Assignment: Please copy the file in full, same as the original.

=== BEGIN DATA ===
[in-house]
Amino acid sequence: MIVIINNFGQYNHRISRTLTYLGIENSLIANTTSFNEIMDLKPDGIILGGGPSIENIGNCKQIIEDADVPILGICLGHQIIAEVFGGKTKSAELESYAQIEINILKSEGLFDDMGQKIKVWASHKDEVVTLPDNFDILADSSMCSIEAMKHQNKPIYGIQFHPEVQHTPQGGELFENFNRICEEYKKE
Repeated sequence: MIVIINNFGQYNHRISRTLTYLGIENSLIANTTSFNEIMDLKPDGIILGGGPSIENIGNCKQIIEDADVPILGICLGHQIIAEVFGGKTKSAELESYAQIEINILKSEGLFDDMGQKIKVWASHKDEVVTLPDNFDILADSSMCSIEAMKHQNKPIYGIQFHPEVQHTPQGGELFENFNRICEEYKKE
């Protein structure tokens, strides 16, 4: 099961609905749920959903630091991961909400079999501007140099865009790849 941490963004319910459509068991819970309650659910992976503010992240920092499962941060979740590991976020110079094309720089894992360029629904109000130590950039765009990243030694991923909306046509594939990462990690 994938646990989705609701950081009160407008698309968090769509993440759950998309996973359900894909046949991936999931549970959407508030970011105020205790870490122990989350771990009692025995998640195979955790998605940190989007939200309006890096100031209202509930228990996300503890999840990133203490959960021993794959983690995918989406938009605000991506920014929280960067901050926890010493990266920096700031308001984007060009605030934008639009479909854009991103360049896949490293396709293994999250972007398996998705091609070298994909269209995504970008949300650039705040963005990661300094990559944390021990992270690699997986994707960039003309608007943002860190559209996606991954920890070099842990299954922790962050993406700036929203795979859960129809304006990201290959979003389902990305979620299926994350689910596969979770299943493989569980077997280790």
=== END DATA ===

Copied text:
[in-house]
Amino acid sequence: MIVIINNFGQYNHRISRTLTYLGIENSLIANTTSFNEIMDLKPDGIILGGGPSIENIGNCKQIIEDADVPILGICLGHQIIAEVFGGKTKSAELESYAQIEINILKSEGLFDDMGQKIKVWASHKDEVVTLPDNFDILADSSMCSIEAMKHQNKPIYGIQFHPEVQHTPQGGELFENFNRICEEYKKE
Repeated sequence: MIVIINNFGQYNHRISRTLTYLGIENSLIANTTSFNEIMDLKPDGIILGGGPSIENIGNCKQIIEDADVPILGICLGHQIIAEVFGGKTKSAELESYAQIEINILKSEGLFDDMGQKIKVWASHKDEVVTLPDNFDILADSSMCSIEAMKHQNKPIYGIQFHPEVQHTPQGGELFENFNRICEEYKKE
């Protein structure tokens, strides 16, 4: 099961609905749920959903630091991961909400079999501007140099865009790849 941490963004319910459509068991819970309650659910992976503010992240920092499962941060979740590991976020110079094309720089894992360029629904109000130590950039765009990243030694991923909306046509594939990462990690 994938646990989705609701950081009160407008698309968090769509993440759950998309996973359900894909046949991936999931549970959407508030970011105020205790870490122990989350771990009692025995998640195979955790998605940190989007939200309006890096100031209202509930228990996300503890999840990133203490959960021993794959983690995918989406938009605000991506920014929280960067901050926890010493990266920096700031308001984007060009605030934008639009479909854009991103360049896949490293396709293994999250972007398996998705091609070298994909269209995504970008949300650039705040963005990661300094990559944390021990992270690699997986994707960039003309608007943002860190559209996606991954920890070099842990299954922790962050993406700036929203795979859960129809304006990201290959979003389902990305979620299926994350689910596969979770299943493989569980077997280790």